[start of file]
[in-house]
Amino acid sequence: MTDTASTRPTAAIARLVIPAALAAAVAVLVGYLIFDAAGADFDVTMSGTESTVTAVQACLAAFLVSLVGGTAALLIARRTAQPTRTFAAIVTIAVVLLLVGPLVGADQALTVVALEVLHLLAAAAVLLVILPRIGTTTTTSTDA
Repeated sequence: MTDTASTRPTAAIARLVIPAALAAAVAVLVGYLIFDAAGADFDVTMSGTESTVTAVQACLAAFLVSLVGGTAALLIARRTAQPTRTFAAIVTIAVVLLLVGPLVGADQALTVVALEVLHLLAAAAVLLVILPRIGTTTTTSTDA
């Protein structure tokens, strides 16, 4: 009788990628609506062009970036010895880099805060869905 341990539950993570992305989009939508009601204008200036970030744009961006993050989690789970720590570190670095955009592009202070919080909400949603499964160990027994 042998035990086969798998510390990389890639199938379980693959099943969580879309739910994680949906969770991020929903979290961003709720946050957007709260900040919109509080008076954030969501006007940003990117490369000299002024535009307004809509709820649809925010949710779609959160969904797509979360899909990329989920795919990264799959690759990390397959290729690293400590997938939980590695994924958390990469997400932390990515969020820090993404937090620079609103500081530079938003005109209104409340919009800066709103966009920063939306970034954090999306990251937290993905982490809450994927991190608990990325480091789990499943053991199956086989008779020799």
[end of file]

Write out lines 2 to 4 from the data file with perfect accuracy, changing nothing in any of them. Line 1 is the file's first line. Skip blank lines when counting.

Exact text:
Amino acid sequence: MTDTASTRPTAAIARLVIPAALAAAVAVLVGYLIFDAAGADFDVTMSGTESTVTAVQACLAAFLVSLVGGTAALLIARRTAQPTRTFAAIVTIAVVLLLVGPLVGADQALTVVALEVLHLLAAAAVLLVILPRIGTTTTTSTDA
Repeated sequence: MTDTASTRPTAAIARLVIPAALAAAVAVLVGYLIFDAAGADFDVTMSGTESTVTAVQACLAAFLVSLVGGTAALLIARRTAQPTRTFAAIVTIAVVLLLVGPLVGADQALTVVALEVLHLLAAAAVLLVILPRIGTTTTTSTDA
């Protein structure tokens, strides 16, 4: 009788990628609506062009970036010895880099805060869905 341990539950993570992305989009939508009601204008200036970030744009961006993050989690789970720590570190670095955009592009202070919080909400949603499964160990027994 042998035990086969798998510390990389890639199938379980693959099943969580879309739910994680949906969770991020929903979290961003709720946050957007709260900040919109509080008076954030969501006007940003990117490369000299002024535009307004809509709820649809925010949710779609959160969904797509979360899909990329989920795919990264799959690759990390397959290729690293400590997938939980590695994924958390990469997400932390990515969020820090993404937090620079609103500081530079938003005109209104409340919009800066709103966009920063939306970034954090999306990251937290993905982490809450994927991190608990990325480091789990499943053991199956086989008779020799």